The Ulnar Nerve (n. ulnaris) is placed along the medial side of the limb, and is distributed to the muscles and skin of the forearm and hand.
It arises from the medial cord of the brachial plexus, and derives its fibers from the eighth cervical and first thoracic nerves.
It is smaller than the median nerve, and lies at first behind it, but diverges from it in its course down the arm.
At its origin it lies medial to the axillary artery, and bears the same relation to the brachial artery as far as the middle of the arm. Here it pierces the medial intermuscular septum, runs obliquely across the medial head of the Triceps brachii, and descends to the groove between the medial epicondyle and the olecranon, accompanied by the superior ulnar collateral artery.
At the elbow, it rests upon the back of the medial epicondyle, and enters the forearm between the two heads of the Flexor carpi ulnaris.
In the forearm, it descends along the ulnar side lying upon the Flexor digitorum profundus; its upper half is covered by the Flexor carpi ulnaris, its lower half lies on the lateral side of the muscle, covered by the integument and fascia. In the upper third of the forearm, it is separated from the ulnar artery by a considerable interval, but in the rest of its extent lies close to the medial side of the artery. About 5 cm. above the wrist it ends by dividing into a dorsal and a volar branch.
The branches of the ulnar nerve are: articular to the elbow-joint, muscular, palmar cutaneous, dorsal, and palmar.
The articular branches to the elbow-joint are several small filaments which arise from the nerve as it lies in the groove between the medial epicondyle and olecranon.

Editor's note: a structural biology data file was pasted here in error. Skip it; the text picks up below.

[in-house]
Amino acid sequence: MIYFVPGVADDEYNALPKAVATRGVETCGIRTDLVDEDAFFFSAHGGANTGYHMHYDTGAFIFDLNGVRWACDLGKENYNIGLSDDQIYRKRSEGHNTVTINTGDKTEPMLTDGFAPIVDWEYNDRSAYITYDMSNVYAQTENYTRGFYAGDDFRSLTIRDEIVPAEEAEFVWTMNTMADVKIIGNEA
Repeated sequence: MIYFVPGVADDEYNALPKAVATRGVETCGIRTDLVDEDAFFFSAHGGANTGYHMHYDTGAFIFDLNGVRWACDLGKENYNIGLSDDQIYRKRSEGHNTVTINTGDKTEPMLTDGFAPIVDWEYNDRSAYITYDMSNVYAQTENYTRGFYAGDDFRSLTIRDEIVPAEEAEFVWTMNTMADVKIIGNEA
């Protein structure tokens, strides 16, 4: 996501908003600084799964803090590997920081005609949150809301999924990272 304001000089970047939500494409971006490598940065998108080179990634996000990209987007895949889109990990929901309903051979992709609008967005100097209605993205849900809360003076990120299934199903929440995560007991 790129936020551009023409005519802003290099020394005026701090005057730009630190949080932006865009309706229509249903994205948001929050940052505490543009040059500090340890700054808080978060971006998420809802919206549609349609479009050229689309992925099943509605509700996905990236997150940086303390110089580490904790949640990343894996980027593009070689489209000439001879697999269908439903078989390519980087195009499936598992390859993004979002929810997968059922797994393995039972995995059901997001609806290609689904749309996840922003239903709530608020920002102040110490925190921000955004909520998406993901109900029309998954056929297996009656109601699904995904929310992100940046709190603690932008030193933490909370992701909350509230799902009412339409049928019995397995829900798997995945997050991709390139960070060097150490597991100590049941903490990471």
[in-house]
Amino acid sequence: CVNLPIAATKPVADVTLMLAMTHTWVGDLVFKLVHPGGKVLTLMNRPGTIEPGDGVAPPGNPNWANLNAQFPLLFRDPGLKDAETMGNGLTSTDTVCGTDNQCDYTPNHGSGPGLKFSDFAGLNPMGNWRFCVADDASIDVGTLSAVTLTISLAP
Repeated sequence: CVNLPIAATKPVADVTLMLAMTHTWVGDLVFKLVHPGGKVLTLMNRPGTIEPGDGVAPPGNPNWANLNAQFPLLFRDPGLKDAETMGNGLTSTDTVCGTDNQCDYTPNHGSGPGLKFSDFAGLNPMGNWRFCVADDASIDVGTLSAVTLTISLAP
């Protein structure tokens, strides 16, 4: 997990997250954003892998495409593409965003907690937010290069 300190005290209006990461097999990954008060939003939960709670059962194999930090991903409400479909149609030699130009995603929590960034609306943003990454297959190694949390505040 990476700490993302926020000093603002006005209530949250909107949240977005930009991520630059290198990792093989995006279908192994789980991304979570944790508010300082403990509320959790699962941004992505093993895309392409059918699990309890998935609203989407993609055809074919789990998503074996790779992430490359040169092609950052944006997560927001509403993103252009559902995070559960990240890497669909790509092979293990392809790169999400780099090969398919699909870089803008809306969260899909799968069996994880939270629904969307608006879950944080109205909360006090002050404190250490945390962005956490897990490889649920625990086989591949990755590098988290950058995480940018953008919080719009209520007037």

The muscular branches (rami musculares) two in number, arise near the elbow: one supplies the Flexor carpi ulnaris; the other, the ulnar half of the Flexor digitorum profundus.
The palmar cutaneous branch (ramus cutaneus palmaris) arises about the middle of the forearm, and descends on the ulnar artery, giving off some filaments to the vessel. It perforates the volar carpal ligament and ends in the skin of the palm, communicating with the palmar branch of the median nerve.
The dorsal branch (ramus dorsalis manus) arises about 5 cm. above the wrist; it passes backward beneath the Flexor carpi ulnaris, perforates the deep fascia, and, running along the ulnar side of the back of the wrist and hand, divides into two dorsal digital branches; one supplies the ulnar side of the little finger; the other, the adjacent sides of the little and ring fingers. It also sends a twig to join that given by the superficial branch of the radial nerve for the adjoining sides of the middle and ring fingers, and assists in supplying them. A branch is distributed to the metacarpal region of the hand, communicating with a twig of the superficial branch of the radial nerve.On the little finger the dorsal digital branches extend only as far as the base of the terminal phalanx, and on the ring finger as far as the base of the second phalanx; the more distal parts of these digits are supplied by dorsal branches derived from the proper volar digital branches of the ulnar nerve.
The palmar branch (volar branch; ramus volaris manus) of ulnar nerve crosses the transverse carpal ligament on the lateral side of the pisiform bone, medial to and a little behind the ulnar artery. It ends by dividing into a superficial and a deep branch.